President Bashar al-Assad stressed that killing civilians is terrorism, regardless of the political views of those killed, noting that the events in France brought European policies to account.
“When you talk about terrorism, about killing civilians, and regardless of the political position, agreement or disagreement with the people who have been killed, this is a case of terrorism,” said the President in response to a question about the recent events in France in an interview with the Czech newspaper Literarni noviny due to be
“We are against killing innocent people anywhere in the world…This is our principle,” said the President.
He made it clear that Syria is “one of the countries which best understand this issue because we have been suffering from terrorism for the past four years and we lost thousands of innocent lives in Syria.”
“That’s why,” he added, “we sympathize with the families of those victims.”
“At the same time, we want to remind many people in the West that we have been talking about these repercussions since the beginning of the crisis in Syria. We have been saying, you shouldn’t support terrorism and provide it with a political umbrella, because this will reflect on your countries and your people. They didn’t listen to us,” President al-Assad said.
He went on saying that the Western politicians are “short-sighted and narrow-minded,” noting that what happened in France days ago “proved that what we said was true.”
“At the same time, this incident brought European policies to account, because they are responsible for what happened in our region, for what happened in France, and maybe what happened earlier in other European countries,” the President said.
And about his vision for the best way to fight terrorism, the President said “If we want to talk about the reality now, we need to fight terrorists because they are killing innocent people, and we have to defend these people. This is the most important and urgent method to deal with it,” said President Assad.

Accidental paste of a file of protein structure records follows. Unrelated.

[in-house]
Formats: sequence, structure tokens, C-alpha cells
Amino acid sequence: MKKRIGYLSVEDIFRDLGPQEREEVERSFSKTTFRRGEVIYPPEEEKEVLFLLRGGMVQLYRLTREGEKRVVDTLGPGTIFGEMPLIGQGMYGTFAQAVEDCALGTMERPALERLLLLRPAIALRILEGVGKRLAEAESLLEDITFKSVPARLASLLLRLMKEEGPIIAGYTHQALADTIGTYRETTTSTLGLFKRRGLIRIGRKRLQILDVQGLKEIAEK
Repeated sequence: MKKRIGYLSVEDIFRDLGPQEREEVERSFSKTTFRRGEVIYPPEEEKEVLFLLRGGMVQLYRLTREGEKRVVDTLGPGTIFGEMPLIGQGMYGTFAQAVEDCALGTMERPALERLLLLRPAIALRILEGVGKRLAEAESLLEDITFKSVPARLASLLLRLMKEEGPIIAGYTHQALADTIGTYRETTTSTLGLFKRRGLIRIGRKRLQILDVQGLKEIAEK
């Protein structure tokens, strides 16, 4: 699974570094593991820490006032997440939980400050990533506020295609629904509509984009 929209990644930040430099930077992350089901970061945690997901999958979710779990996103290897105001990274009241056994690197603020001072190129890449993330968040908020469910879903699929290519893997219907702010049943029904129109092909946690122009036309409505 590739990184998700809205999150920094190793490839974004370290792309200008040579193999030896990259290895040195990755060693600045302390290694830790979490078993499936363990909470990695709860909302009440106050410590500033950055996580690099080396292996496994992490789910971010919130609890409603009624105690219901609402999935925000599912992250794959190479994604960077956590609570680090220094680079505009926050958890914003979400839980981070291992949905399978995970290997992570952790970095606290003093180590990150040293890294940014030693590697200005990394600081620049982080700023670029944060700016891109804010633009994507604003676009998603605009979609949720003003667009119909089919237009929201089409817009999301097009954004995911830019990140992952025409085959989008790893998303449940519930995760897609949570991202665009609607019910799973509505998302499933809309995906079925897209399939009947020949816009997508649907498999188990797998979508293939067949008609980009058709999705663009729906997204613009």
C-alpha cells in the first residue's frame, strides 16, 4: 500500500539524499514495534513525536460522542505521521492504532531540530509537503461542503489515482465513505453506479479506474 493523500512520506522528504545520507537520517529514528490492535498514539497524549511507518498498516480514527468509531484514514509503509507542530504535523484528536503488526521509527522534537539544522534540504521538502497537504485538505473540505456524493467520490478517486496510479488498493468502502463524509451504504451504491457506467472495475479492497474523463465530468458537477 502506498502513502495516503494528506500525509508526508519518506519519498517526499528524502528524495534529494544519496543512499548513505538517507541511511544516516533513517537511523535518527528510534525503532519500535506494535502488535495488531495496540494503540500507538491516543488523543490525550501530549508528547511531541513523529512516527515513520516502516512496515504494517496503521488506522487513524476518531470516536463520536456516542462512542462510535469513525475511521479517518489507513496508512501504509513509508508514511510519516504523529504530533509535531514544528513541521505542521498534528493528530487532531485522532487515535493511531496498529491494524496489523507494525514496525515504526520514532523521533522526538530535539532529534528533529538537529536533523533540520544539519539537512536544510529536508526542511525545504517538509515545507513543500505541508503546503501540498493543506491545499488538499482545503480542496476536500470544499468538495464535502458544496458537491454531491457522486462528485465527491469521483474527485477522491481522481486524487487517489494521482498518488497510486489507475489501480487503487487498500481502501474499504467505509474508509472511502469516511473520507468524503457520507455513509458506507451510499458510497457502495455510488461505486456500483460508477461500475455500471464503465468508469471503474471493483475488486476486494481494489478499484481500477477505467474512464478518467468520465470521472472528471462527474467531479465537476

“But if we want to talk about the crisis,” he added, “fighting terrorism doesn’t need an army, but needs good policies. We should fight ignorance with culture and education, should build a good economy to fight poverty, and there should be an exchange of information among the countries concerned with fighting terrorism.”
He clarified that “The problem cannot be addressed in the way they addressed it in Afghanistan, I mean what they did in Afghanistan in 2001. A group of Congressmen visited Damascus at that time and they were talking about invading Afghanistan in revenge for what happened in New York earlier. I said this is not how you should do it,
because fighting terrorism is similar to treating cancer. You do not treat cancer by cutting it, but by extracting it. What happened in Afghanistan is that they cut the cancer, and the result was that it spread much faster. That’s why, as I said, we should focus on good policies, on the economy, and on culture and education.”